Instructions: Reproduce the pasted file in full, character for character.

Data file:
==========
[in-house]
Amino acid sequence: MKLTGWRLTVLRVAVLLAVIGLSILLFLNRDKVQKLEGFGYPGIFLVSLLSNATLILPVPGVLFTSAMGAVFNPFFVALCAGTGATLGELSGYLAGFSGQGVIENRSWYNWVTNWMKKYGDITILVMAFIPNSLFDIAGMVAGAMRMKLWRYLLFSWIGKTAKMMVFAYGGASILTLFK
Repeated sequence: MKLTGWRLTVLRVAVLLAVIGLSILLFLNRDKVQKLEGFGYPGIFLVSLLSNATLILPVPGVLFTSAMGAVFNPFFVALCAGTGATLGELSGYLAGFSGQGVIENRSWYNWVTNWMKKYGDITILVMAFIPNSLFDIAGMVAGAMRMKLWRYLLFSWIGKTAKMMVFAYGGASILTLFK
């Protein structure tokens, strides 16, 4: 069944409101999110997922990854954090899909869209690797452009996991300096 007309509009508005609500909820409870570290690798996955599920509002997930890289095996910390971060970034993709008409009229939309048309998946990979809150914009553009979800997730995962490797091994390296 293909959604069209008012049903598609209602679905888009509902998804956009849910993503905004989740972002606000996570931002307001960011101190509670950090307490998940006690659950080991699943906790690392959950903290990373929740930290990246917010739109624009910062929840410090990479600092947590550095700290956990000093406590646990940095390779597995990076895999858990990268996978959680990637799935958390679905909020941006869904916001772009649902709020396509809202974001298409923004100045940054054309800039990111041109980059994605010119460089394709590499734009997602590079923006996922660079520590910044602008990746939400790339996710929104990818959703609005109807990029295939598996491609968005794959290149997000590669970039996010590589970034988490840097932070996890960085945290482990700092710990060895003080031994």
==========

[in-house]
Amino acid sequence: MKLTGWRLTVLRVAVLLAVIGLSILLFLNRDKVQKLEGFGYPGIFLVSLLSNATLILPVPGVLFTSAMGAVFNPFFVALCAGTGATLGELSGYLAGFSGQGVIENRSWYNWVTNWMKKYGDITILVMAFIPNSLFDIAGMVAGAMRMKLWRYLLFSWIGKTAKMMVFAYGGASILTLFK
Repeated sequence: MKLTGWRLTVLRVAVLLAVIGLSILLFLNRDKVQKLEGFGYPGIFLVSLLSNATLILPVPGVLFTSAMGAVFNPFFVALCAGTGATLGELSGYLAGFSGQGVIENRSWYNWVTNWMKKYGDITILVMAFIPNSLFDIAGMVAGAMRMKLWRYLLFSWIGKTAKMMVFAYGGASILTLFK
């Protein structure tokens, strides 16, 4: 069944409101999110997922990854954090899909869209690797452009996991300096 007309509009508005609500909820409870570290690798996955599920509002997930890289095996910390971060970034993709008409009229939309048309998946990979809150914009553009979800997730995962490797091994390296 293909959604069209008012049903598609209602679905888009509902998804956009849910993503905004989740972002606000996570931002307001960011101190509670950090307490998940006690659950080991699943906790690392959950903290990373929740930290990246917010739109624009910062929840410090990479600092947590550095700290956990000093406590646990940095390779597995990076895999858990990268996978959680990637799935958390679905909020941006869904916001772009649902709020396509809202974001298409923004100045940054054309800039990111041109980059994605010119460089394709590499734009997602590079923006996922660079520590910044602008990746939400790339996710929104990818959703609005109807990029295939598996491609968005794959290149997000590669970039996010590589970034988490840097932070996890960085945290482990700092710990060895003080031994």